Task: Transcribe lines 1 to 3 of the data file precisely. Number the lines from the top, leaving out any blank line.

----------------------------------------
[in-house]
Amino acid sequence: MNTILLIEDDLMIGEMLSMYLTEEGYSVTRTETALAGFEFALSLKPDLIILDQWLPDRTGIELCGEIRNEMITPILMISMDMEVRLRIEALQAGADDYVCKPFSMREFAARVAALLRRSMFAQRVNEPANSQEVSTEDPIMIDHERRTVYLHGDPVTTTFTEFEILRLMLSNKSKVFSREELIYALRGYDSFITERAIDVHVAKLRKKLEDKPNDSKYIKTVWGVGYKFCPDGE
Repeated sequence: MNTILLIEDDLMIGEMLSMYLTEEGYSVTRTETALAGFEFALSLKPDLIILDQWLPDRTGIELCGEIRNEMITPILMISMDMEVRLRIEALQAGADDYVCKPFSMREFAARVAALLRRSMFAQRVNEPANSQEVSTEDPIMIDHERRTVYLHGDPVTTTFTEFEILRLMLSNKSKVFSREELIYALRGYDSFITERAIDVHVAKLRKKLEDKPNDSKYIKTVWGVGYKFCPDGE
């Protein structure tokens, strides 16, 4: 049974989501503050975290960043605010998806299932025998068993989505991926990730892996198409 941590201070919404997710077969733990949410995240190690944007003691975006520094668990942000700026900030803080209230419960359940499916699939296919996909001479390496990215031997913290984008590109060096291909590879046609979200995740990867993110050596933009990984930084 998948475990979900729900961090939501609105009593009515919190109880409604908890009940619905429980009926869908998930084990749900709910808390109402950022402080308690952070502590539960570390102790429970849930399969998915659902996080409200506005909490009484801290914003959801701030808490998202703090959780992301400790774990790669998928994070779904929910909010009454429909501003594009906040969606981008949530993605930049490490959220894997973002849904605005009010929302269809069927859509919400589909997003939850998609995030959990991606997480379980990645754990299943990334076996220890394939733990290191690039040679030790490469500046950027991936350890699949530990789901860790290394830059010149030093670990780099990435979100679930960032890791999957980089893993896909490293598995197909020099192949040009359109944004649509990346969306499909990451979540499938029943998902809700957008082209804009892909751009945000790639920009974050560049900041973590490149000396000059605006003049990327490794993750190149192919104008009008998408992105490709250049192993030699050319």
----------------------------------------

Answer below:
[in-house]
Amino acid sequence: MNTILLIEDDLMIGEMLSMYLTEEGYSVTRTETALAGFEFALSLKPDLIILDQWLPDRTGIELCGEIRNEMITPILMISMDMEVRLRIEALQAGADDYVCKPFSMREFAARVAALLRRSMFAQRVNEPANSQEVSTEDPIMIDHERRTVYLHGDPVTTTFTEFEILRLMLSNKSKVFSREELIYALRGYDSFITERAIDVHVAKLRKKLEDKPNDSKYIKTVWGVGYKFCPDGE
Repeated sequence: MNTILLIEDDLMIGEMLSMYLTEEGYSVTRTETALAGFEFALSLKPDLIILDQWLPDRTGIELCGEIRNEMITPILMISMDMEVRLRIEALQAGADDYVCKPFSMREFAARVAALLRRSMFAQRVNEPANSQEVSTEDPIMIDHERRTVYLHGDPVTTTFTEFEILRLMLSNKSKVFSREELIYALRGYDSFITERAIDVHVAKLRKKLEDKPNDSKYIKTVWGVGYKFCPDGE